New York (CNN)Reaching the US Open final during an exceptional summer, Daniil Medvedev is rubbing shoulders with some of the best players tennis has ever seen.
When Medvedev bettered Grigor Dimitrov 7-6 (5), 6-4, 6-3 under the roof in rainy New York on Friday, the fifth seed joined Andre Agassi — now one of Dimitrov’s coaches — and Ivan Lendl in becoming the lone men’s players in the Open Era to advance to the final in Washington, Canada, Cincinnati and New York in the same season.
— US Open Tennis (@usopen) September 6, 2019 He will hope to go one better than Agassi and Lendl in the final Sunday, since the pair lost those US Open finales to Pete Sampras and Jimmy Connors, respectively. Visit our tennis page for more news and videoMedvedev’s opponent is likely to be a player of similar or even greater stature than Sampras and Connors, Rafael Nadal, so it will be one tough task. Nadal was the player who downed Medvedev in the final in Canada. Read MoreThe 18-time grand slam winner meets Matteo Berrettini, like Medvedev a first-time grand slam semifinalist, later Friday. JUST WATCHEDWill Nadal pass Federer for grand slam wins?ReplayMore Videos …MUST WATCH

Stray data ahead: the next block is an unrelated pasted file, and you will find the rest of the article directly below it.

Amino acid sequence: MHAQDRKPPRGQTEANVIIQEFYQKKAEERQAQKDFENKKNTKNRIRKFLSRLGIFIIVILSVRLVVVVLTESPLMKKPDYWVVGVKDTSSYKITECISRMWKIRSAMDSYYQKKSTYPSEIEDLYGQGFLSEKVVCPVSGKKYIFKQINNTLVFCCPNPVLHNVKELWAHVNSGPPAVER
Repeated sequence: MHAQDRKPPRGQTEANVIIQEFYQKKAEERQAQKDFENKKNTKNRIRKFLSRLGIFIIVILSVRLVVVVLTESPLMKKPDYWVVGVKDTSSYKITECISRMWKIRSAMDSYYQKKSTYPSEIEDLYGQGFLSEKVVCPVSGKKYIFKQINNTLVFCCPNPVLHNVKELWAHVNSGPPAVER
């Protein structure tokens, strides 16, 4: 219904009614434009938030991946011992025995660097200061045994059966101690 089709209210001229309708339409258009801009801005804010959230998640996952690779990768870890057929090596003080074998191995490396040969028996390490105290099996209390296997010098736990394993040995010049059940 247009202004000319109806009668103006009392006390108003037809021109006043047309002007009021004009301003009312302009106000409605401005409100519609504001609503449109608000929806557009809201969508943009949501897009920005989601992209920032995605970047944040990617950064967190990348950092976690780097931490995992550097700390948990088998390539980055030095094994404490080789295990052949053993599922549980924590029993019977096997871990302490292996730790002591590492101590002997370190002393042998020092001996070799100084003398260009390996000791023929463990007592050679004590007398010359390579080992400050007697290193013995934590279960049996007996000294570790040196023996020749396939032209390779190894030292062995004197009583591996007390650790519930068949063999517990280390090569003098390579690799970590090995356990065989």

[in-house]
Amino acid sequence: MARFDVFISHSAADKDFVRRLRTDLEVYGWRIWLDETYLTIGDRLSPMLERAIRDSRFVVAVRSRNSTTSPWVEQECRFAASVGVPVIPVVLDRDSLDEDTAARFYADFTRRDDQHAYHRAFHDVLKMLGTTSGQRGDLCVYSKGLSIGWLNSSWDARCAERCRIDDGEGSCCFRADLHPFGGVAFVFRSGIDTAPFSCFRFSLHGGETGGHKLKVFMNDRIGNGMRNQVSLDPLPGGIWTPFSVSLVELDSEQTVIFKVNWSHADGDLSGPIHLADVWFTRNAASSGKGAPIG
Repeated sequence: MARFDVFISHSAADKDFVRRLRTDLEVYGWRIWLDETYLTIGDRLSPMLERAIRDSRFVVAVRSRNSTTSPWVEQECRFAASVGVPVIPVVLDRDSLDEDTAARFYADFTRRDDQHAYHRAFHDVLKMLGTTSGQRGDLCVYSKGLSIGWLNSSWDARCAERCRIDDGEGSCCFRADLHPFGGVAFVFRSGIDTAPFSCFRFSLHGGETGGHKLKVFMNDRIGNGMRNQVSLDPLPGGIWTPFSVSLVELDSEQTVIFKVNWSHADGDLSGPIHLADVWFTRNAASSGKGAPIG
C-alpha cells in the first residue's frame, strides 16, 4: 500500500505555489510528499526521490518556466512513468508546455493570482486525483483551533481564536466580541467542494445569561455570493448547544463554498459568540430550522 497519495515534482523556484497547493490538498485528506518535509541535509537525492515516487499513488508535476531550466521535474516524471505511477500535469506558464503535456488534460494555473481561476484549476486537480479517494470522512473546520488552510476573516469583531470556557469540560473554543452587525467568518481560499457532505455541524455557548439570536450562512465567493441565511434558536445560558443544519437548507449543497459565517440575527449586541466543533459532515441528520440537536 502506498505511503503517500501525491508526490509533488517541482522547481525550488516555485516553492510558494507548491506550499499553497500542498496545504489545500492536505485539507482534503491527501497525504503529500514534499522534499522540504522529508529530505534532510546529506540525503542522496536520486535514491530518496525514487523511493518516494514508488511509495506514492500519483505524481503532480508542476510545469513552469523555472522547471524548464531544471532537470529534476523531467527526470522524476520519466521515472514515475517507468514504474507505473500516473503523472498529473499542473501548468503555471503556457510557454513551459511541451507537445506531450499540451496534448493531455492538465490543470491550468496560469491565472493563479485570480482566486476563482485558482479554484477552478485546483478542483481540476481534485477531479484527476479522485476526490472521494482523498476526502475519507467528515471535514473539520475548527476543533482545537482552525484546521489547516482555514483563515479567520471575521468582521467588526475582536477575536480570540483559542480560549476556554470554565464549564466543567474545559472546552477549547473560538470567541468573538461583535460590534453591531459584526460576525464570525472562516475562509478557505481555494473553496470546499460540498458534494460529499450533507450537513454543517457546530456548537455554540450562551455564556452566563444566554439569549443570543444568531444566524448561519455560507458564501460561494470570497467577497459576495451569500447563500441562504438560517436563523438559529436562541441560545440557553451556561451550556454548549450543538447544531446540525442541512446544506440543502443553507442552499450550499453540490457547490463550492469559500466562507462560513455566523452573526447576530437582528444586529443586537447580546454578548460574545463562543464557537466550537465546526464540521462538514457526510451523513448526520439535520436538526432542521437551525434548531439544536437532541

Will Nadal pass Federer for grand slam wins? 03:52But Medvedev is sure to savor the moment Friday before fully contemplating the final. He reached his first grand slam final and became the first Russian man to make a major final since Marat Safin in 2005. Some called Safin a genius, although he never quite fulfilled expectations despite winning two grand slam crowns. A geniusMedvedev’s coach, Gilles Cervara, called his pupil a genius, too. Medvedev is an outstanding mover with a massive if unpredictable serve. The 23-year-old isn’t quite as popular as the charismatic Safin just yet, especially among the New York crowd.Snatching a towel from a ball person, giving the crowd the middle finger, trolling them in an interview and dancing his way to the net after a win have all rubbed them the wrong way. All that, though, happened before the quarterfinals. He wasn’t booed Friday, but it was clear that veteran Dimitrov was the crowd favorite despite ousting possibly the most popular tennis player ever, Roger Federer, in the quarterfinals. Medvedev did receive warm applause during his on-court interview. Grigor Dimitrov’s US Open came to an end Friday in the semifinals. Dealing with an assortment of minor injuries, Medvedev seemed to benefit from getting two days off ahead of the semifinal instead of the usual one. His top half of the draw started first, hence the extra day. Medvedev duly took a 2-0 lead. He would end up stealing the opening set despite committing foot faults and hitting more double faults and unforced errors than the unseeded Dimitrov. He also struck fewer winners. Medvedev crucially saved a set point serving at 5-6 with an excellent forehand approach and got the better of a tense tiebreak. That he won the tiebreak didn’t come as a huge surprise. Another close set wonIn very tight sets this summer — sets that stretched to 7-5 or 7-6 — he improved to a sparkling 12-3. Serena Williams gets milestone win, reaches 10th US Open finalAlthough relinquishing a 3-1 lead in the second, Medvedev held firm in a 10-minute game that featured a 39-shot rally to get to 5-4. What happened in the next game? You guessed it. Dimitrov was broken to end the set in an almost as long three-deuce game. Medvedev keeps on winning the big points this summer. Deflated, there was no coming back for the 28-year-old Dimitrov this time when falling behind by another early break in the third. Grigor Dimitrov is enjoying renaissance at the US OpenDimitrov might immediately come out of the tournament feeling like it was an opportunity missed. He, too, was bidding for a spot in a first slam final having lost his two other major semifinals. Follow @cnnsport But overall it was the result he needed to kick-start his career. Before the US Open, the former world No. 3 sat at 78th in the rankings and lost seven of his last eight matches.